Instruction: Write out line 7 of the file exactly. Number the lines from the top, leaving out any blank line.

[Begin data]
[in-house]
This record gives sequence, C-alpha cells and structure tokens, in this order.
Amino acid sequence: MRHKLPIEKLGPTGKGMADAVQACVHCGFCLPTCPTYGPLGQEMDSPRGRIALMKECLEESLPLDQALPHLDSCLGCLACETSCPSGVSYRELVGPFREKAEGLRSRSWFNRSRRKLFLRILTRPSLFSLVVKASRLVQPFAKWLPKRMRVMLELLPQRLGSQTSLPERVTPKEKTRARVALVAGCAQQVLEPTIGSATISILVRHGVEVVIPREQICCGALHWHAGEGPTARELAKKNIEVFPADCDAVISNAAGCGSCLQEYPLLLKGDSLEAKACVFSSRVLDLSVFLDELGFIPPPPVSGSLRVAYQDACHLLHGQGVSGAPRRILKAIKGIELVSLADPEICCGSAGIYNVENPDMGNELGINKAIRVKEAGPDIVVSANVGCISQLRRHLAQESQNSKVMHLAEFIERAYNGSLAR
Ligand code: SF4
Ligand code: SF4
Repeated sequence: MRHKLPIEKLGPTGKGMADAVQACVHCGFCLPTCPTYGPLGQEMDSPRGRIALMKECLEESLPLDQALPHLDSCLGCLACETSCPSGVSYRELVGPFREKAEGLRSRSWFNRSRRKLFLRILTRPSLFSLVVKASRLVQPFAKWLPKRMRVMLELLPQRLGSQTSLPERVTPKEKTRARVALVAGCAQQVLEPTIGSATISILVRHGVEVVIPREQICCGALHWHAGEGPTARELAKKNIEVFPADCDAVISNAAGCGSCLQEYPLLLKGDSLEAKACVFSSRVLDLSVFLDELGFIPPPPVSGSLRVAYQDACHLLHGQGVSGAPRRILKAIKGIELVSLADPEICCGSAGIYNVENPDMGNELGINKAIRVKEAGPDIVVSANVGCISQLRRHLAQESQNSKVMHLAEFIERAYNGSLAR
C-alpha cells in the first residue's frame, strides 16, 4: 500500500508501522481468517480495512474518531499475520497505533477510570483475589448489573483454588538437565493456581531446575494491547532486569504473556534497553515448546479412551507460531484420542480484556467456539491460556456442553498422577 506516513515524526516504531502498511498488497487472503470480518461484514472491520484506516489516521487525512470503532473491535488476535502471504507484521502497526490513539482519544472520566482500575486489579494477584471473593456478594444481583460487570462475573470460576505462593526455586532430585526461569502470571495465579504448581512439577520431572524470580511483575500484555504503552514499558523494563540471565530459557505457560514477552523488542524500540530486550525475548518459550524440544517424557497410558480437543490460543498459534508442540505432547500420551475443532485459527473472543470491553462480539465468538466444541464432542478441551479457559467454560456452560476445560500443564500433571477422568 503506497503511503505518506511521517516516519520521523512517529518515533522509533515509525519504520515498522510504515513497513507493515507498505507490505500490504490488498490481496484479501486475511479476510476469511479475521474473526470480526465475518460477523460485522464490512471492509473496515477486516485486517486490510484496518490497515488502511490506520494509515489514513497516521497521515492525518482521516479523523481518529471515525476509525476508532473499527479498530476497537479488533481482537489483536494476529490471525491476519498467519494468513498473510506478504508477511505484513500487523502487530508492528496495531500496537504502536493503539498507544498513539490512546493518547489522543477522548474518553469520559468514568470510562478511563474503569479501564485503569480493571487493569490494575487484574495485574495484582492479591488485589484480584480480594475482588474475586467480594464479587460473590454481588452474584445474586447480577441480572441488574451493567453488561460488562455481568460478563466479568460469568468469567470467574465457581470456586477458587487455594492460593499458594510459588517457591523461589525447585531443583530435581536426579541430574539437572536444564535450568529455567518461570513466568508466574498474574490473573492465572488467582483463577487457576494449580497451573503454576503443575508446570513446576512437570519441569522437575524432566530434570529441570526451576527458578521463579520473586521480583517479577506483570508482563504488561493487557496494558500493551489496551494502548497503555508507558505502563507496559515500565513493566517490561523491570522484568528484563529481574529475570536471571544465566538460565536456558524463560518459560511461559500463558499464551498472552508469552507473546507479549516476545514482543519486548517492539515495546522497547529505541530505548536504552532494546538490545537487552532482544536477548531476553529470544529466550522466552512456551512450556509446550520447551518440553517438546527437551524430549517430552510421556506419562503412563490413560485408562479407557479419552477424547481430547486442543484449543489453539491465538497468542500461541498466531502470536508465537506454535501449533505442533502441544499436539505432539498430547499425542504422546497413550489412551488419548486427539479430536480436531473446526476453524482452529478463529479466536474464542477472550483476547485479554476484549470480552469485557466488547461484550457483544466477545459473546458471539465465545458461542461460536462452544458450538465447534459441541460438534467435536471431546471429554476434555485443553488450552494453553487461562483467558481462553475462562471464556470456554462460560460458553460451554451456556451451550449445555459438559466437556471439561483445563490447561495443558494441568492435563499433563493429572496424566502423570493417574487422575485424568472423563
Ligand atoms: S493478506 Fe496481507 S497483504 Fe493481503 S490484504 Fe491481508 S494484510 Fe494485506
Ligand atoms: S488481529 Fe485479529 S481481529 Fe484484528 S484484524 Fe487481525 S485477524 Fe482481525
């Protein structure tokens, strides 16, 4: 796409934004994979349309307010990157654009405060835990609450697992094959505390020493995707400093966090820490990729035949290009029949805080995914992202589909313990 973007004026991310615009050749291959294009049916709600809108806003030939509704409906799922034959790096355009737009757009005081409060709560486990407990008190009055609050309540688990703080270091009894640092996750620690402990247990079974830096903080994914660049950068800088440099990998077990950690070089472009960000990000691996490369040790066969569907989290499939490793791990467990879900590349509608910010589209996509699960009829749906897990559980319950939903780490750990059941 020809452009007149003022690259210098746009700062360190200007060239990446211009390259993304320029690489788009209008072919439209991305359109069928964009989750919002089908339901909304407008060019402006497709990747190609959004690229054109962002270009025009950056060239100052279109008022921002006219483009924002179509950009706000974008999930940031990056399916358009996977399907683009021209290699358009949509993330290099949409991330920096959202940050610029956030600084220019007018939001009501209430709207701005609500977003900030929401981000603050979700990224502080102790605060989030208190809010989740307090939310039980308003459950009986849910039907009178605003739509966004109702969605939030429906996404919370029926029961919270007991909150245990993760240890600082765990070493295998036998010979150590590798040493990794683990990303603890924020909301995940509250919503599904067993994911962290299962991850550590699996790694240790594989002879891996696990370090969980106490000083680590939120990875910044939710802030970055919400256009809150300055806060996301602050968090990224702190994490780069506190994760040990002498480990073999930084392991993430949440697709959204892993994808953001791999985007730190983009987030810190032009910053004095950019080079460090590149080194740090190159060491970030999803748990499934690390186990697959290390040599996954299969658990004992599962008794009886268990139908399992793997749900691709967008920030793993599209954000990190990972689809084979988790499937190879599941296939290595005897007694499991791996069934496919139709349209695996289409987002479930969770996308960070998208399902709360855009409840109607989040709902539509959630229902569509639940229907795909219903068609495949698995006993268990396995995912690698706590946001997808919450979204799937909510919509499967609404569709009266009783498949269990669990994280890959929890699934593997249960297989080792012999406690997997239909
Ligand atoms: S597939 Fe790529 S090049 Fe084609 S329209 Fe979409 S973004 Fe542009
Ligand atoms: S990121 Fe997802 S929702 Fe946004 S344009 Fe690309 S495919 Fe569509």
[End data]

C-alpha cells in the first residue's frame, strides 16, 4: 500500500508501522481468517480495512474518531499475520497505533477510570483475589448489573483454588538437565493456581531446575494491547532486569504473556534497553515448546479412551507460531484420542480484556467456539491460556456442553498422577 506516513515524526516504531502498511498488497487472503470480518461484514472491520484506516489516521487525512470503532473491535488476535502471504507484521502497526490513539482519544472520566482500575486489579494477584471473593456478594444481583460487570462475573470460576505462593526455586532430585526461569502470571495465579504448581512439577520431572524470580511483575500484555504503552514499558523494563540471565530459557505457560514477552523488542524500540530486550525475548518459550524440544517424557497410558480437543490460543498459534508442540505432547500420551475443532485459527473472543470491553462480539465468538466444541464432542478441551479457559467454560456452560476445560500443564500433571477422568 503506497503511503505518506511521517516516519520521523512517529518515533522509533515509525519504520515498522510504515513497513507493515507498505507490505500490504490488498490481496484479501486475511479476510476469511479475521474473526470480526465475518460477523460485522464490512471492509473496515477486516485486517486490510484496518490497515488502511490506520494509515489514513497516521497521515492525518482521516479523523481518529471515525476509525476508532473499527479498530476497537479488533481482537489483536494476529490471525491476519498467519494468513498473510506478504508477511505484513500487523502487530508492528496495531500496537504502536493503539498507544498513539490512546493518547489522543477522548474518553469520559468514568470510562478511563474503569479501564485503569480493571487493569490494575487484574495485574495484582492479591488485589484480584480480594475482588474475586467480594464479587460473590454481588452474584445474586447480577441480572441488574451493567453488561460488562455481568460478563466479568460469568468469567470467574465457581470456586477458587487455594492460593499458594510459588517457591523461589525447585531443583530435581536426579541430574539437572536444564535450568529455567518461570513466568508466574498474574490473573492465572488467582483463577487457576494449580497451573503454576503443575508446570513446576512437570519441569522437575524432566530434570529441570526451576527458578521463579520473586521480583517479577506483570508482563504488561493487557496494558500493551489496551494502548497503555508507558505502563507496559515500565513493566517490561523491570522484568528484563529481574529475570536471571544465566538460565536456558524463560518459560511461559500463558499464551498472552508469552507473546507479549516476545514482543519486548517492539515495546522497547529505541530505548536504552532494546538490545537487552532482544536477548531476553529470544529466550522466552512456551512450556509446550520447551518440553517438546527437551524430549517430552510421556506419562503412563490413560485408562479407557479419552477424547481430547486442543484449543489453539491465538497468542500461541498466531502470536508465537506454535501449533505442533502441544499436539505432539498430547499425542504422546497413550489412551488419548486427539479430536480436531473446526476453524482452529478463529479466536474464542477472550483476547485479554476484549470480552469485557466488547461484550457483544466477545459473546458471539465465545458461542461460536462452544458450538465447534459441541460438534467435536471431546471429554476434555485443553488450552494453553487461562483467558481462553475462562471464556470456554462460560460458553460451554451456556451451550449445555459438559466437556471439561483445563490447561495443558494441568492435563499433563493429572496424566502423570493417574487422575485424568472423563